Enhanced Classroom Video Recording Bill set to pass

CHARLESTON, W. Va. – A bill that enhances the current state law that allows videotaping of special education classrooms in Mountain State is poised to receive final passage by end of the regular 60-day session on Saturday evening.

Members of the state Senate and House of Delegates agreed to the provisions of SB 261.

The bill allows county school officials to view the video in the classroom whenever they choose. It allows the school system to broadcast class videos to attorneys representing students and their families. The video may also be released to investigators. The bill also requires 15 minutes of video surveillance every 90 days by a school official.

Craig Bowden

Kanawha County couple Craig and Beth Bowden led efforts to change the current classroom registration law. Bowden’s son, Trenton, 9, was abused at Holz Elementary in Charleston last September. They told lawmakers how video from one day showed their son and two other children slapped in the face, their heads banged on desks, some students thrown to the ground and one student was forced to eat lunch on the floor of the bathroom.

Craig Bowden told MetroNews on Thursday that he was “really happy” with the final shape of the bill.

During Thursday’s debate on the bill in the House, MK Kathie Hess Crouse, R-Putnam, said she experienced a similar situation more than a dozen years ago.

Kathie Hess Crouse

“I can tell you that the things that were said to my child and the children in that kindergarten class 13 years ago were something that, if I had allowed it to continue, would have ruined the educational careers of those children, the would have damaged emotionally and it did for some of them for months to come, we need to put an end to this,” Crouse said.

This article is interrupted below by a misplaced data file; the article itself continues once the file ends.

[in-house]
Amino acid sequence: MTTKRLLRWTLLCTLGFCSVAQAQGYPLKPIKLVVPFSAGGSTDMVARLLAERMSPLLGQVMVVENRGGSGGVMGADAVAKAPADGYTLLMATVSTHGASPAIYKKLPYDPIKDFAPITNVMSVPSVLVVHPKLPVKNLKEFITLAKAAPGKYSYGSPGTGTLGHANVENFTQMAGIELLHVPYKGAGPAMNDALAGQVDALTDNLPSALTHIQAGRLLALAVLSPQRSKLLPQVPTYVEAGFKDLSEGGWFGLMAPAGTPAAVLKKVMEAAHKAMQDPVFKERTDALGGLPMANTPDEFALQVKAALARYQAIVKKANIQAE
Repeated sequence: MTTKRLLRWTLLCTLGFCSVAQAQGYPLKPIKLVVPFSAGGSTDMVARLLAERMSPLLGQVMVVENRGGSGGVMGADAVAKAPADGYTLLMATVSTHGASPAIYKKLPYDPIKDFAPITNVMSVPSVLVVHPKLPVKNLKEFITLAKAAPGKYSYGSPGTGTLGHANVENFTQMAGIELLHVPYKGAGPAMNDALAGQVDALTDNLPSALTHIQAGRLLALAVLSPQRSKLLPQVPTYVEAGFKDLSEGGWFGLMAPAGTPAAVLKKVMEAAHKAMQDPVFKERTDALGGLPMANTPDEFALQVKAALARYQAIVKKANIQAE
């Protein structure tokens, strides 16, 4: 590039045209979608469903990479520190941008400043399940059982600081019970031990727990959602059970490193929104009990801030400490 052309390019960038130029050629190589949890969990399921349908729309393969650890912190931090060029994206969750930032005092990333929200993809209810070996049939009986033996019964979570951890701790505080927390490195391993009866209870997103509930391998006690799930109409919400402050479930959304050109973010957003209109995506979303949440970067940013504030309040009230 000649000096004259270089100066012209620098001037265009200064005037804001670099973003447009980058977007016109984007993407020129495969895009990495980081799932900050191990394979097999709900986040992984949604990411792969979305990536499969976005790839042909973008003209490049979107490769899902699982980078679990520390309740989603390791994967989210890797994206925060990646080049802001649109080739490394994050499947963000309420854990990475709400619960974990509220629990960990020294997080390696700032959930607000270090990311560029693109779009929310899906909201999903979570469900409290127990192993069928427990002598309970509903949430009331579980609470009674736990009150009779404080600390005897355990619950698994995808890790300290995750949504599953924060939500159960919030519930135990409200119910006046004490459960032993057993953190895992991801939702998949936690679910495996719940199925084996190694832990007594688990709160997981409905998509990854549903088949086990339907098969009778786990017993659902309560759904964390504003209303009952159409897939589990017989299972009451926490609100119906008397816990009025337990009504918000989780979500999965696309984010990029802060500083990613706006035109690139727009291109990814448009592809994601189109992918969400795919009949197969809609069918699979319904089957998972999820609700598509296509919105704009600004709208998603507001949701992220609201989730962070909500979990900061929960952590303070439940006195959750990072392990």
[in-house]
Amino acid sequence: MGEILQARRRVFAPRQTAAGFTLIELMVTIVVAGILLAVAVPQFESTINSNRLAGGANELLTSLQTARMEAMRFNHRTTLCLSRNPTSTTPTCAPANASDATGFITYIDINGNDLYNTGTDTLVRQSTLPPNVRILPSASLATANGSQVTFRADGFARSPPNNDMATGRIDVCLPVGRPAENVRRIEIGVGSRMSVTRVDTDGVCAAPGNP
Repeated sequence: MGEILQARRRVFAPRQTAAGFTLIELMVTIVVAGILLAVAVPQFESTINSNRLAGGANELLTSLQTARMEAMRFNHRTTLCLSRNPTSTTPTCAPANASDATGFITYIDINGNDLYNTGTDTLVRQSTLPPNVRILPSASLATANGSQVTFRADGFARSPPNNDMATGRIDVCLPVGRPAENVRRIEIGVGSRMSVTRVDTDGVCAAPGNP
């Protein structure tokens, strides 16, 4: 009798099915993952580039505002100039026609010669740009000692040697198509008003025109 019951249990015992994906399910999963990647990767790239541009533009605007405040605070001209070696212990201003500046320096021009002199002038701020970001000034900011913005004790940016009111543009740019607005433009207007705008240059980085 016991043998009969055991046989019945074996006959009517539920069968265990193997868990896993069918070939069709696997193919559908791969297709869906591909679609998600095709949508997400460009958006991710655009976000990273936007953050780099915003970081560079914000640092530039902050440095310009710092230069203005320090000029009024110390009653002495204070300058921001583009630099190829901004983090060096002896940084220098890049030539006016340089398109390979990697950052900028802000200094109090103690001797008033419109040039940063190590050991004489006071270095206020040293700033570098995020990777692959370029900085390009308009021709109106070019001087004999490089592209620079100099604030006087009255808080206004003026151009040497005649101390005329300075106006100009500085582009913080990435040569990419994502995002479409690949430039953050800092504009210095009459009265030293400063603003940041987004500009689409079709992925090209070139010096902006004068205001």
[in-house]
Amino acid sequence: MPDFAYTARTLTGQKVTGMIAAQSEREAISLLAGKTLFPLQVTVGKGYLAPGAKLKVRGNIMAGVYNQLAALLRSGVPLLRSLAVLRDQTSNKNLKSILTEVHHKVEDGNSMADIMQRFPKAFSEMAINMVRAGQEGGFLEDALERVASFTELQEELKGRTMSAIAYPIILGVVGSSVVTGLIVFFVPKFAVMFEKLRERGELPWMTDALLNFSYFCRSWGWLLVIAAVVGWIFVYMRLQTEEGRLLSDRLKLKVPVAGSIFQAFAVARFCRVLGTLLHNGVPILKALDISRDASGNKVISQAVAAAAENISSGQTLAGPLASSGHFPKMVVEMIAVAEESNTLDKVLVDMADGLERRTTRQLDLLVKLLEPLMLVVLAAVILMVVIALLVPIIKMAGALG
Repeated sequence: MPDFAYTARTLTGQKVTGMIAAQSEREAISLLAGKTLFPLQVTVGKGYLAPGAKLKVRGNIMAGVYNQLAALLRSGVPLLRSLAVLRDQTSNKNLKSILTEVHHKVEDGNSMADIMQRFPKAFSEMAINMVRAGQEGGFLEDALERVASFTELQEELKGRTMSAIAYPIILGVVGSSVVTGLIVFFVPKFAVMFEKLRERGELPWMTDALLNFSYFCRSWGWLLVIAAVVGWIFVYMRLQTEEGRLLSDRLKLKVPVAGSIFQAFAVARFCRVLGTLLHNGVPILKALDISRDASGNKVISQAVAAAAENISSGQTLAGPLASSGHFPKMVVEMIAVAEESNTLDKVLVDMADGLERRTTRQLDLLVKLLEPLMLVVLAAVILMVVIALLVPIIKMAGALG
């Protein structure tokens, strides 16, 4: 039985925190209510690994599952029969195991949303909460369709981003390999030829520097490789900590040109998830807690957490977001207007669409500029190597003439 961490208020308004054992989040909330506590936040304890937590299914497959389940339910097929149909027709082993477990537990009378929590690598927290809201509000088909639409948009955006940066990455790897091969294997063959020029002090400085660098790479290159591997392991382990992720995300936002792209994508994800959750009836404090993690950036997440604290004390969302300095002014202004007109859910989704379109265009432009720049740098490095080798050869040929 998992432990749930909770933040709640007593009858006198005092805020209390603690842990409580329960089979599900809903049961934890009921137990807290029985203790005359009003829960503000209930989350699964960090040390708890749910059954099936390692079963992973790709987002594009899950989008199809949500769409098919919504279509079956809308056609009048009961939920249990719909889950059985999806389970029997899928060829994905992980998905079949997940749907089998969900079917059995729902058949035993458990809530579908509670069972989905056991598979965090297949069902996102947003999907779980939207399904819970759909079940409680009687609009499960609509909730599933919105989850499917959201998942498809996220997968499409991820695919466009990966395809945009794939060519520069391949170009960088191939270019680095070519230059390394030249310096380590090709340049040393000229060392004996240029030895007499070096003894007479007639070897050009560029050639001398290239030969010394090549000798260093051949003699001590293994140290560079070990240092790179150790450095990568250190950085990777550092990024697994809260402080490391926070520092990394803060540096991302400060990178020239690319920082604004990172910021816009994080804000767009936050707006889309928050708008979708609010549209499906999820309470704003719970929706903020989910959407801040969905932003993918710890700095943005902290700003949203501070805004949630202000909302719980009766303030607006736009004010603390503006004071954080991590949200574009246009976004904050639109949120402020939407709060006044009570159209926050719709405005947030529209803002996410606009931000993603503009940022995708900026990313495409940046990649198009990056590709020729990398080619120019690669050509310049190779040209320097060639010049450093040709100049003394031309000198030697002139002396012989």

The House made minor changes to the original Senate bill and passed it Thursday on a 100-0 vote.

Some delegates wanted the bill to include the requirement for audio recordings in school bathrooms. Of the. Margitta Mazzocchi, R-Logan, had hoped for a stronger bill.

Margitta Mazzocchi

“It’s a success for the parents because they’ve done a lot of work, but it’s not a success for us because we’re not moving forward and looking to the future,” Mazzocchi said.

Nancy Boggs, 66, was Trenton Bowden’s teacher. She was indicted by a Kanawha County grand jury on 23 counts of assault and battery and one count of verbally assaulting an uncommunicative child.

Boggs resigned from her teaching job on November 1, 2021. She is due to stand trial in April.

The Bowdens are also watching HB 4600 in the closing days of the session. The bill makes the physical abuse of a disabled child by someone in a position of trust a criminal offence. The bill passed by the House was still in the possession of the Senate Judiciary Committee on Thursday evening.

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